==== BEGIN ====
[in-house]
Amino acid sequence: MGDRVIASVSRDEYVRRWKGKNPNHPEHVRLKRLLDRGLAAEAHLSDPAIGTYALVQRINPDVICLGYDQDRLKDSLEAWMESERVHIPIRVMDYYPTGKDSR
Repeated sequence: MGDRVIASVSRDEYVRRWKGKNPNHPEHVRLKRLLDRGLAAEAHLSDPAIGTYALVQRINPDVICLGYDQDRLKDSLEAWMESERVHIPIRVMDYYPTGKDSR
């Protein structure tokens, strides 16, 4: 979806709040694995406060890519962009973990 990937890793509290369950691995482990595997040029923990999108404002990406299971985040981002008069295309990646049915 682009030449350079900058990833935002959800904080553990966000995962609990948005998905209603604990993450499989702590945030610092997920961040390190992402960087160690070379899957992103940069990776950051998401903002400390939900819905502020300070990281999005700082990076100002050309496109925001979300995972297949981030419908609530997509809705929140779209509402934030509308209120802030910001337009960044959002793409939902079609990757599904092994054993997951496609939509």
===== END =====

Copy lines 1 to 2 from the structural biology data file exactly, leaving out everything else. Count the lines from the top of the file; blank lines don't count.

[in-house]
Amino acid sequence: MGDRVIASVSRDEYVRRWKGKNPNHPEHVRLKRLLDRGLAAEAHLSDPAIGTYALVQRINPDVICLGYDQDRLKDSLEAWMESERVHIPIRVMDYYPTGKDSR